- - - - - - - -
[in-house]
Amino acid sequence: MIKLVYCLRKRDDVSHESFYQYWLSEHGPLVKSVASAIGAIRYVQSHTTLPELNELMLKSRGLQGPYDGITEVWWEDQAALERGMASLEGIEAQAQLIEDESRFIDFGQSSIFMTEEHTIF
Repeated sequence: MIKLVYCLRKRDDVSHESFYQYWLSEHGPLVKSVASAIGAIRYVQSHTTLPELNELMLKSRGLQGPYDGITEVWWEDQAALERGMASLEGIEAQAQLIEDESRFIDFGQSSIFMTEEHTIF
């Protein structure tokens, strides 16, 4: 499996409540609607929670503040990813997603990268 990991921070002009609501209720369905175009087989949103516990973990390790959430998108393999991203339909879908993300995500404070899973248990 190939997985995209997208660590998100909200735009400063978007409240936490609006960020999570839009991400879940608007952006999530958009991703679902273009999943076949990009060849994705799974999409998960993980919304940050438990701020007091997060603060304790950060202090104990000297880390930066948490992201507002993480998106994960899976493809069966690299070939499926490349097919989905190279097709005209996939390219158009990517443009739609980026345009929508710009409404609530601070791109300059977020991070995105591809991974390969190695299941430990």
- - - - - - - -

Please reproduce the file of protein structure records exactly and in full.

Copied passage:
[in-house]
Amino acid sequence: MIKLVYCLRKRDDVSHESFYQYWLSEHGPLVKSVASAIGAIRYVQSHTTLPELNELMLKSRGLQGPYDGITEVWWEDQAALERGMASLEGIEAQAQLIEDESRFIDFGQSSIFMTEEHTIF
Repeated sequence: MIKLVYCLRKRDDVSHESFYQYWLSEHGPLVKSVASAIGAIRYVQSHTTLPELNELMLKSRGLQGPYDGITEVWWEDQAALERGMASLEGIEAQAQLIEDESRFIDFGQSSIFMTEEHTIF
């Protein structure tokens, strides 16, 4: 499996409540609607929670503040990813997603990268 990991921070002009609501209720369905175009087989949103516990973990390790959430998108393999991203339909879908993300995500404070899973248990 190939997985995209997208660590998100909200735009400063978007409240936490609006960020999570839009991400879940608007952006999530958009991703679902273009999943076949990009060849994705799974999409998960993980919304940050438990701020007091997060603060304790950060202090104990000297880390930066948490992201507002993480998106994960899976493809069966690299070939499926490349097919989905190279097709005209996939390219158009990517443009739609980026345009929508710009409404609530601070791109300059977020991070995105591809991974390969190695299941430990």